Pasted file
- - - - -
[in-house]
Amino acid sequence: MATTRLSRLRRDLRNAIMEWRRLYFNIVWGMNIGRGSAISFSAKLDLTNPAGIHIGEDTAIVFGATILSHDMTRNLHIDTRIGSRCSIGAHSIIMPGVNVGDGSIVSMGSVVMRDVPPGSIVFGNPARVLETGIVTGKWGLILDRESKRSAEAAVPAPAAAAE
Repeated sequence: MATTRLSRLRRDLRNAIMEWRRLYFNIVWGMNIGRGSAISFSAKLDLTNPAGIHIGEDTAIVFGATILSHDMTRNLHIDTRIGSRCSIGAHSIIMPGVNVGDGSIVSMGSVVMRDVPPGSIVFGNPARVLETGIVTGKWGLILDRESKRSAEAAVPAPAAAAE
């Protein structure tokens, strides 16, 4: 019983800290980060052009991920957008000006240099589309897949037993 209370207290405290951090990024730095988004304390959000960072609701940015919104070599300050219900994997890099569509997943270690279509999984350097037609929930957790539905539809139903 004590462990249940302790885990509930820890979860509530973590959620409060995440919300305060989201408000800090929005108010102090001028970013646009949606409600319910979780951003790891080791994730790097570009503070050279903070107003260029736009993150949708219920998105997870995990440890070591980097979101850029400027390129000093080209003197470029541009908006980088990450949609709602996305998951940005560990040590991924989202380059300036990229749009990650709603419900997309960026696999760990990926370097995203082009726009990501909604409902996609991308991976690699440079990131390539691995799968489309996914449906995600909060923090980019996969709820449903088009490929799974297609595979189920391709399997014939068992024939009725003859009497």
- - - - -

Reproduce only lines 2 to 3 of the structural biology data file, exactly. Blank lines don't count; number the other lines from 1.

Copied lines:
Amino acid sequence: MATTRLSRLRRDLRNAIMEWRRLYFNIVWGMNIGRGSAISFSAKLDLTNPAGIHIGEDTAIVFGATILSHDMTRNLHIDTRIGSRCSIGAHSIIMPGVNVGDGSIVSMGSVVMRDVPPGSIVFGNPARVLETGIVTGKWGLILDRESKRSAEAAVPAPAAAAE
Repeated sequence: MATTRLSRLRRDLRNAIMEWRRLYFNIVWGMNIGRGSAISFSAKLDLTNPAGIHIGEDTAIVFGATILSHDMTRNLHIDTRIGSRCSIGAHSIIMPGVNVGDGSIVSMGSVVMRDVPPGSIVFGNPARVLETGIVTGKWGLILDRESKRSAEAAVPAPAAAAE